September 17 2020 – Deep Water Games distribution
An untraceable killer. A detective on the edge. A city that never sleeps. “Black of Heart” writer Chris Charlton joins us to discuss the mind bending noir series.
WHERE DID “BLACK OF HEART” COME FROM?
In my late 20's I started to develop an appreciation for film noir. Kubrick's "The Killing" is still one of my all-time favorite films. There are the "classics", but there are also a lot of lesser-known films that still hold their own. The moodiness, violence and fast-paced quips really checked a lot of boxes for me and that's what I wanted to bring to "BLACK OF HEART". Only David and I took it to another level. It's not just punching mobsters and a detective working his case - it's horror and anxiety and triangulating the reader with some of those noir tropes and turning others on their head. There is that element of “Seven” or “Silence of the Lambs” thrown into the mix with “Sin City” or “Double Indemnity”.
I’d been toying with the idea of a noir detective story for a while, just as I was putting "Binary Gray" together. I was in Denver, taking a cab to the airport. This was before Uber or maybe just at the start of that and it was the first time I’d been in something that was essentially some guy's car with a meter thing wedged into his dashboard and I honestly wasn't even paying attention to how "off" everything felt until I noticed the guy looking at me through his mirror and his hands shaking and it suddenly dawned on me just how much trust goes into this taxi/passenger relationship. It's a lot. I think my adrenaline spiked and I was in high alert, fight or flight mode. Then I started piecing together that this wasn't a traditional cab, that there was a DIY aspect to the setup on his dash and it really stuck with me. I think that same week I put together the basic blueprint for the main villain, "the vulture", and started tinkering with the plot landscape. Where could it be set? What year? What was happening at that time? And all of those things kind of came together really quickly, but a lot of it flowed from the bad guy and that cab ride.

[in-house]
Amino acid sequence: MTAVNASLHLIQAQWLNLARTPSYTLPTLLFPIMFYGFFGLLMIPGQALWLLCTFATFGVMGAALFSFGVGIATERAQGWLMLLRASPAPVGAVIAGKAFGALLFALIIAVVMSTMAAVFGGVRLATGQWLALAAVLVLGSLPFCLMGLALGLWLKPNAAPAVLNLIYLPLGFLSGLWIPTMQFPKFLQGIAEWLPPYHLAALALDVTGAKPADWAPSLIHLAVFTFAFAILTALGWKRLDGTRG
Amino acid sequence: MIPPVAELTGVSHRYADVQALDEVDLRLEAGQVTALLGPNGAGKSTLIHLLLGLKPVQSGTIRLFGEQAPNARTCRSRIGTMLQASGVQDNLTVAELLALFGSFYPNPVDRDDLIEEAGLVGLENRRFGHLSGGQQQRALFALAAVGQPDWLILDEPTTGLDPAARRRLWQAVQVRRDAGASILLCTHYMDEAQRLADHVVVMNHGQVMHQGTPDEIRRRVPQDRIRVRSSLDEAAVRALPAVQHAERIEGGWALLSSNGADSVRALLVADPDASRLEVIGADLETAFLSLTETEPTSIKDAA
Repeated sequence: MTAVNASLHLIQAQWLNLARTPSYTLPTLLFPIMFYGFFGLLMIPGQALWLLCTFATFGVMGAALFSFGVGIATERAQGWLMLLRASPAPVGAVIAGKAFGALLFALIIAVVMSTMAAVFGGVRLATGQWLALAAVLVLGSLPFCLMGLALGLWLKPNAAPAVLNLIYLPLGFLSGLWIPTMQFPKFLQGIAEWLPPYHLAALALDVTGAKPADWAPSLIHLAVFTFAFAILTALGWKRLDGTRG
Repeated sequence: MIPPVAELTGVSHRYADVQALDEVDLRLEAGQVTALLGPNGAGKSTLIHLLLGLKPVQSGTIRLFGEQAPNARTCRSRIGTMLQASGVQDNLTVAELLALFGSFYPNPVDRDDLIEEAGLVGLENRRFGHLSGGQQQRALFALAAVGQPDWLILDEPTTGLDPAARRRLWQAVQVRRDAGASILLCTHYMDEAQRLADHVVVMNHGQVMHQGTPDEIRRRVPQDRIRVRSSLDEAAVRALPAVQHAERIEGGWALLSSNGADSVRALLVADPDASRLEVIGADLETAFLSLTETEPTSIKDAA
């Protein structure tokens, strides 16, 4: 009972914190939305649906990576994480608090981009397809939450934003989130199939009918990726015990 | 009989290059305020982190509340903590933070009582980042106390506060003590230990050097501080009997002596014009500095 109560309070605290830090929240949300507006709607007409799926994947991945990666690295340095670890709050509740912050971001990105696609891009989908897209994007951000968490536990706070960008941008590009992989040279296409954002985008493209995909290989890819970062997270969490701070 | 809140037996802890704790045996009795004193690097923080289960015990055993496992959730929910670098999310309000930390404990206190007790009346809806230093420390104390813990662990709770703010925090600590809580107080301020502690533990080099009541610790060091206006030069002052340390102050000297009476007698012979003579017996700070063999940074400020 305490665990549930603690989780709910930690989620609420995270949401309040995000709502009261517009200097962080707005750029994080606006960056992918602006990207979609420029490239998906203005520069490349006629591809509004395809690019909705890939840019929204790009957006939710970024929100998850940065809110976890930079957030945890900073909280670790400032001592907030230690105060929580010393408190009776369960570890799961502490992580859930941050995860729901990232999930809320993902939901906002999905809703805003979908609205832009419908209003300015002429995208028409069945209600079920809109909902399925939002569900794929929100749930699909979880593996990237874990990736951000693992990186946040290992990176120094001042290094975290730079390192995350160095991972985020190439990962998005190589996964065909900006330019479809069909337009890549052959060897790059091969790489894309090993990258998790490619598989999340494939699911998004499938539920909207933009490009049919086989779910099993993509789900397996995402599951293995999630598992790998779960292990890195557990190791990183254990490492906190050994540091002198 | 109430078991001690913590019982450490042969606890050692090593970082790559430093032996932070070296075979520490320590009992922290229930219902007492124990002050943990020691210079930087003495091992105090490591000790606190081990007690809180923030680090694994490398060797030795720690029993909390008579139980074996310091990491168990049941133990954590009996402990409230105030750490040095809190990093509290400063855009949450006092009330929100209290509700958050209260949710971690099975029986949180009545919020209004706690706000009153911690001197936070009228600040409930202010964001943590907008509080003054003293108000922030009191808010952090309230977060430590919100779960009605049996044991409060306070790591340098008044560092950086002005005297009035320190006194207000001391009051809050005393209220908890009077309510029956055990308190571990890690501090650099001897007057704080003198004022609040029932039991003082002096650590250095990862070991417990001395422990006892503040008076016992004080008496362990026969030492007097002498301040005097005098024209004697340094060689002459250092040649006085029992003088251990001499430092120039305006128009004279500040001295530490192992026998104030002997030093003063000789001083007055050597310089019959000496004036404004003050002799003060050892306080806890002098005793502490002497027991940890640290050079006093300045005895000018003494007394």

WHAT ARE YOU BRINGING TO THE GENRE AND WHAT DO YOU HOPE TO LEAVE WITH YOUR READERS ON BOOK LIKE THIS?
Even though I tend to deal with heavier emotional issues in my work, I think deep down I am drawn to action and "BLACK OF HEART" does a great job of balancing that. The turmoil of the detective's personal life pushed up against these big set pieces in 1949 New York City, intense chases and the horror of the serial murders - all of it propped up on David's artwork, which is just cinematic and beautiful and really pulls you in even closer. I want anything I write to be a fun ride and something that sticks with you, whether it's the trauma of a scene, or terror, or a great piece of dialogue, and I think "BLACK OF HEART" holds all of those elements and really slaps you across the face with them. Every time you step in a cab, you should think of this book. In addition to that, there’s a lot of great history packed into the narrative, which is a lot of fun for me to research. What technology was or wasn’t available at that time? What were the limitations? It’s fun for me, as a history nerd, but it’s also one step closer to placing the story in a living, breathing world and I love that.
TELL ME ABOUT WORKING WITH DAVID HOLLENBACH AND WHAT THAT COLLABORATION WAS LIKE.